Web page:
Can you imagine a time when employees might willingly share their genetic information with employers in an effort to protect their jobs? According to lawyer Richard Tuschman, shareholder in Akerman Setnerfitt’s labor and employment practice group, this scenario is a real possibility.

DNA testing is a fast-growing industry. 23andMe, a genetic testing company, recently announced it is seeking FDA approval for a direct-to-consumer product that allows consumers — your employees — to understand their own genetic make-up. While there are benefits to this technology — allowing scientists to better identify the causes of disease, for example — there can also be repercussions in the workplace.

And while Title II of the Genetic Information Nondiscrimination Act restricts employers from requesting, requiring or purchasing genetic information and strictly limits the disclosure of genetic information, GINA does not prevent employees from disclosing their genetic information to co-workers and supervisors.

“When genetic testing becomes more commonplace — as it looks like is going to happen — employees will have a lot of information about their genetic code and susceptibility to certain diseases and conditions,” says Tuschman.

The issue, he says, is that when employees have this genetic information and they realize employers are prohibited from discriminating against them on the basis of that information, some of those employees, who otherwise might not feel they’re in a protected class, may willingly disclose genetic information to protect their jobs.

“For example, a white male under 40 years old usually wouldn’t be considered in a particularly protected class,” he explains. “But if that white male under 40 years of age had a genetic predisposition to Parkinson’s, all of a sudden — if his employer knows of that — the employer has an obligation not to discriminate against him on that basis.”

Employer responsibilities

So what should supervisors do if an employee voluntarily discloses personal genetic information in conversation? GINA regulations don’t specifically address whether a supervisor can or should disclose an employee’s oral disclosure of genetic information to HR or anyone else, says Tuschman.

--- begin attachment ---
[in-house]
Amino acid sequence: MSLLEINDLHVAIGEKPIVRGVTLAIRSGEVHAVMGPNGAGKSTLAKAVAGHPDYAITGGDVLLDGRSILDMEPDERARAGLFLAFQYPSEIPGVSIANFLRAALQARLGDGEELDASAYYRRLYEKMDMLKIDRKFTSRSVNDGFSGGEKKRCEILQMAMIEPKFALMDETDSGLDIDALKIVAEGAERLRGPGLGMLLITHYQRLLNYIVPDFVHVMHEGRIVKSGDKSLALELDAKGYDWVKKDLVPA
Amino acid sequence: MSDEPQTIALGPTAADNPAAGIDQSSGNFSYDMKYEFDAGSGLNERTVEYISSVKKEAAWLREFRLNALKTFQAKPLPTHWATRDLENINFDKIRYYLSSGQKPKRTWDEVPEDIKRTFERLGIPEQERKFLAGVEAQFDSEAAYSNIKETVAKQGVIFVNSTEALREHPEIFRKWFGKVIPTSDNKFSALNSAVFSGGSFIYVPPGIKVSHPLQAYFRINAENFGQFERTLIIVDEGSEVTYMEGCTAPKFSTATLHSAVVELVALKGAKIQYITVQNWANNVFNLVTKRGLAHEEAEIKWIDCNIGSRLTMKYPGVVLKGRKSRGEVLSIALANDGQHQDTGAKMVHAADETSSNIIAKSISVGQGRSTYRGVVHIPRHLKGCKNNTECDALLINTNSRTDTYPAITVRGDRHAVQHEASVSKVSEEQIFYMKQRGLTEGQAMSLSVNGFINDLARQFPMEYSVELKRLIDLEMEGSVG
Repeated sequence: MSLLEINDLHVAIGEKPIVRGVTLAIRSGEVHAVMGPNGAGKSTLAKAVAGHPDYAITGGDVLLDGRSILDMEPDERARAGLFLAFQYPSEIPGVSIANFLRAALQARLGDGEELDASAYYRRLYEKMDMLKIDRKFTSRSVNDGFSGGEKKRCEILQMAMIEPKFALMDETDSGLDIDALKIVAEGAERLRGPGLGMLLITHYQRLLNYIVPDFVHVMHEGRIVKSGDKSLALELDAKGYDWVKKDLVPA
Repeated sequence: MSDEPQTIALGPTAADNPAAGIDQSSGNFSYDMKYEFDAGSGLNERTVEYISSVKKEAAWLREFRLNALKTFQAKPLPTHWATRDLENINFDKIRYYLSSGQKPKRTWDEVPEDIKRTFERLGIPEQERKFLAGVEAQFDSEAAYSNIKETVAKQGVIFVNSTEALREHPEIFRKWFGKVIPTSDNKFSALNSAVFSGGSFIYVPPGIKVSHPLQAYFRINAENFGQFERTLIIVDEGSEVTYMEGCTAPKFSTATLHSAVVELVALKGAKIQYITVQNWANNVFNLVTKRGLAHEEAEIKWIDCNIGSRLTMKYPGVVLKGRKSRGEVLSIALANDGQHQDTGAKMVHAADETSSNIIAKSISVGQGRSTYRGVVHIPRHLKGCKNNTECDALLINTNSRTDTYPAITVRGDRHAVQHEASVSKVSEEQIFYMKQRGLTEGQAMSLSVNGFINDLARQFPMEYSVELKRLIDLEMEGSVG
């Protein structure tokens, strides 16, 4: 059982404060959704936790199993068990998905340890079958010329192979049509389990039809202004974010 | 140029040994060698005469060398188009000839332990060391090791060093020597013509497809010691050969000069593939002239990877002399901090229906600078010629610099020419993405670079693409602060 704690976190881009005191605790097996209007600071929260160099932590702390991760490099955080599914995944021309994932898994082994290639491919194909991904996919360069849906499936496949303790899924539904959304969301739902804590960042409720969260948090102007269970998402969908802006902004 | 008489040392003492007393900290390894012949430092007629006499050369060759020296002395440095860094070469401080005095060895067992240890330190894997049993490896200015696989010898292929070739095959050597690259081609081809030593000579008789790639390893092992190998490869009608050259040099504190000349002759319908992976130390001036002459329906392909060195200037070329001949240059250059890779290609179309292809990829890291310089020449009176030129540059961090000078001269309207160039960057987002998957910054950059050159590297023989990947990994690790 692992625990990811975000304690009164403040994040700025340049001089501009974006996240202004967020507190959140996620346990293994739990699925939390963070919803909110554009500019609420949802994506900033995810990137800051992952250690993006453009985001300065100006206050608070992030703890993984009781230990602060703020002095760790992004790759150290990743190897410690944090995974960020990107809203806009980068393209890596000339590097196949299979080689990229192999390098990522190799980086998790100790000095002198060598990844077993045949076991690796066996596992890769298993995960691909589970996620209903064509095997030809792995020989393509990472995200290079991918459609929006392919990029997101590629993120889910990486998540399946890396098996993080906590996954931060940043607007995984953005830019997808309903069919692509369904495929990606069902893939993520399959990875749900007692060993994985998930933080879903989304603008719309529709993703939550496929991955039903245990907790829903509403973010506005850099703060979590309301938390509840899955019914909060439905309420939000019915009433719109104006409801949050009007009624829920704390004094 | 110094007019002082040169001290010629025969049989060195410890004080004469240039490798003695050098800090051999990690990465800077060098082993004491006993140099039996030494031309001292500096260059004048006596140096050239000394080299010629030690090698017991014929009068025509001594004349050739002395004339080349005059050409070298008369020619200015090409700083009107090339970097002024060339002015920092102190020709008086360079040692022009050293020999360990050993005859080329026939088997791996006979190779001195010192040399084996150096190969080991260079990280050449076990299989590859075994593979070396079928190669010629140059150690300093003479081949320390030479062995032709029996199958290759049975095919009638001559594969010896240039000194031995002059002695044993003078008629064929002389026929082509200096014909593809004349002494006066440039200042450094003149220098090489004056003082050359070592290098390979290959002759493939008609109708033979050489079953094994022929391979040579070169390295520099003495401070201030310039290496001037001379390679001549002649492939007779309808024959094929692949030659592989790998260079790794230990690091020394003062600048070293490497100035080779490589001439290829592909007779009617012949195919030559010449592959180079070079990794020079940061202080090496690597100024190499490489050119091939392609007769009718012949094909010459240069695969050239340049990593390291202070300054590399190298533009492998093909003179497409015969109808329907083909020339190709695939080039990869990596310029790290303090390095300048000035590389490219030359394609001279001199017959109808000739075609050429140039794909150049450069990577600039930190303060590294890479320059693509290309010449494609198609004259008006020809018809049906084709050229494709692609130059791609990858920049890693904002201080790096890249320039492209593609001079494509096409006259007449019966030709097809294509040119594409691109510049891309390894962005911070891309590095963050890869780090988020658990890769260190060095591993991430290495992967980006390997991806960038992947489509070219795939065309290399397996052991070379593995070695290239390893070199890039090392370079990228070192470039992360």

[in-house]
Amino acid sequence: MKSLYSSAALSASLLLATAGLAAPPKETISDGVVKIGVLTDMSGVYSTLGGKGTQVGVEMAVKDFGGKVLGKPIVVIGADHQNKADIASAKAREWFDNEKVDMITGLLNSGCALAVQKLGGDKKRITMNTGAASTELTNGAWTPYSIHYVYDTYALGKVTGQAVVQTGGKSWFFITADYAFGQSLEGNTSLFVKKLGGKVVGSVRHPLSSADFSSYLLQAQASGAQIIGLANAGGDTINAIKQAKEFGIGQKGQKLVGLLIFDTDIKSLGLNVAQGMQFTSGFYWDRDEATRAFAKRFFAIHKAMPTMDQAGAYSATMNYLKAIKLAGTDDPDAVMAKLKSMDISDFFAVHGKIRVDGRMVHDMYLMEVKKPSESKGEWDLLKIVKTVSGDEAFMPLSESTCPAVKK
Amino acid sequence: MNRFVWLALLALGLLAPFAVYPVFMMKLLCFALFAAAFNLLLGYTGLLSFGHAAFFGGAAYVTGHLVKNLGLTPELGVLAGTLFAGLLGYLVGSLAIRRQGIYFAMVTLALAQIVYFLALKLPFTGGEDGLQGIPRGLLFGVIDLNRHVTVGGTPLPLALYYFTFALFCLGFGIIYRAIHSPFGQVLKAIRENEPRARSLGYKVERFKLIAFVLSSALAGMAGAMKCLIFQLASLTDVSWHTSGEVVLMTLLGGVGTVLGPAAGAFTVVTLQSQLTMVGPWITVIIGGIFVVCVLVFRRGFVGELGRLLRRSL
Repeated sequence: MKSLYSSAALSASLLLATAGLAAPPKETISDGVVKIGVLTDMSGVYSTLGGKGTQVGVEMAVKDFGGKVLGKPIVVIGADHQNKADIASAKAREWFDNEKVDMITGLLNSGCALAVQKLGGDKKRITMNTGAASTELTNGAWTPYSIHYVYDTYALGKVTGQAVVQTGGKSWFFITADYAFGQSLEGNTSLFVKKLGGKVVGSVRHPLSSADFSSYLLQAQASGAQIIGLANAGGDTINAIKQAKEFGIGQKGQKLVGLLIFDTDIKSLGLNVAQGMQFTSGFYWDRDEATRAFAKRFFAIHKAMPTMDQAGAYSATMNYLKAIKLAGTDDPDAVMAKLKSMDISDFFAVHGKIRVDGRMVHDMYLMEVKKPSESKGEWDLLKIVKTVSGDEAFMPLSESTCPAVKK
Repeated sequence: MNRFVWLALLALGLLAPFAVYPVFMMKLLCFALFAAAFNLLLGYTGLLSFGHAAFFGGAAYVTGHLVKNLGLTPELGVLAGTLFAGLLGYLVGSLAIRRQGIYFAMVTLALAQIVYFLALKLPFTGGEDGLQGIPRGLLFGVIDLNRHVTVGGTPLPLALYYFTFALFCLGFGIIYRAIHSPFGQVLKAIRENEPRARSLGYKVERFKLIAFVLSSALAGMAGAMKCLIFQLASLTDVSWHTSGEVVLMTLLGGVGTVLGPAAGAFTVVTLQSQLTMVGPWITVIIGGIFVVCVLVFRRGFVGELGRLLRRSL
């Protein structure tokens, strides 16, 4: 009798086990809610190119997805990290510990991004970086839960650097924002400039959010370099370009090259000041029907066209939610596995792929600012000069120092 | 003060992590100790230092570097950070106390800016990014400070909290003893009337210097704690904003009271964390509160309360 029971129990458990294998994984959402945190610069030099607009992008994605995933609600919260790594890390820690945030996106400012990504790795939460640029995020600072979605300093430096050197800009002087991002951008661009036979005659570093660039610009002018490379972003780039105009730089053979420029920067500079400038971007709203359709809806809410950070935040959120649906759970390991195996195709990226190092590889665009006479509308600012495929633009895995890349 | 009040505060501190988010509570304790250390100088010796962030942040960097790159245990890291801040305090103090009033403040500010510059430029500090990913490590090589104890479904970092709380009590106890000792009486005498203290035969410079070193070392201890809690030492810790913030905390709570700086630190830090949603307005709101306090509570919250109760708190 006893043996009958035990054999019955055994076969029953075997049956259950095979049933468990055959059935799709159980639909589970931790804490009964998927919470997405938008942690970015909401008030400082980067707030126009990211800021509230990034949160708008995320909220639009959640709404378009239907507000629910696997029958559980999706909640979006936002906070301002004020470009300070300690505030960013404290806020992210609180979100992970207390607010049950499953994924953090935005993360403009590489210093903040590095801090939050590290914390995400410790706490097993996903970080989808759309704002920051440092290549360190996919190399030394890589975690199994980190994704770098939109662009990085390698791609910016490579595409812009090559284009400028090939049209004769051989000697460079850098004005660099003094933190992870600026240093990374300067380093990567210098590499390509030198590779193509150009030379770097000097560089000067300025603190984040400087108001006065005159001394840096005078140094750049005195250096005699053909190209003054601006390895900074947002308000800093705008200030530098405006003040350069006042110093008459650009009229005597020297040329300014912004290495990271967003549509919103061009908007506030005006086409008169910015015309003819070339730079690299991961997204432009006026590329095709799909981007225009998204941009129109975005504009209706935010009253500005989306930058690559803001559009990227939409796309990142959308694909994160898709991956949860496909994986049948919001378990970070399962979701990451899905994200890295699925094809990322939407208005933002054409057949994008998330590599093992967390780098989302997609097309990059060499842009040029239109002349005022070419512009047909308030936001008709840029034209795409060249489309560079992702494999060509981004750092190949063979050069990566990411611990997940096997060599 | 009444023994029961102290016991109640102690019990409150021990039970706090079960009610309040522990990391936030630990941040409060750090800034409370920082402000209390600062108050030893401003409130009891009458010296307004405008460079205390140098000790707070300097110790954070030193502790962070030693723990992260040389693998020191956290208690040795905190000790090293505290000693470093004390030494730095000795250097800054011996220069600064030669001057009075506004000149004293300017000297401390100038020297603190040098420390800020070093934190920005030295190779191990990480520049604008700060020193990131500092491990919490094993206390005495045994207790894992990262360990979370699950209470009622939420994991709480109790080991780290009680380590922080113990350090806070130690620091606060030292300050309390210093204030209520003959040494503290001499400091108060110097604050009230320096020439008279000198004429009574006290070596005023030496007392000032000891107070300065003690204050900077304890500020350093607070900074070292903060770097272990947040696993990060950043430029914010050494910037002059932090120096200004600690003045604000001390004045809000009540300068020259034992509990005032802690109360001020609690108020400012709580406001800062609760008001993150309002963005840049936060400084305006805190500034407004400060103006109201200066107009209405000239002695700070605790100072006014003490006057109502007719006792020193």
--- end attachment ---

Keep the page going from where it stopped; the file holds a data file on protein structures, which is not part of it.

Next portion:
“What is clear is that the information must be kept confidential within the company, and if in writing, must be kept in a confidential file along with any other confidential medical information about the employee,” he says. “A fair reading of the regulations is that the supervisor can and should disclose an oral report to human resources, since it would be responsible for maintaining the information confidentially if it were in writing.”

What’s key is that once the supervisor knows that genetic information, they can’t discriminate against the employee and, also, “if the supervisor were to take an action against the employee after that disclosure, that adverse action – whether it’s a termination or demotion or whatever – could be viewed as suspect,” says Tuschman. “The question could be raised: Was that action taken for legitimate reasons or was it taken because the supervisor now knows that employee is likely to get [for example] Parkinson’s?”

Employers should be aware of GINA’s provisions, says Tuschman. Employers should also be aware that if, in the future, employees start taking genetic tests and discussing that information in the workplace or even on social media venues such as Facebook, that information can’t be used to make employment decisions.

“In a worst-case scenario, employers need to be aware that some employees may try to set them up by disclosing that information and trying to protect their jobs,” he cautions. “I haven’t seen that with genetic information, but, as an employment lawyer, I have seen instances where it appears employees are disclosing certain information to protect their job. For example, employees will sometimes complain of discrimination when it appears their jobs are on the line because they know that once they complain of discrimination, they’re in a protected status, and any adverse employment action taken on the heels of that complaint can be viewed as suspect, as potentially retaliatory.”

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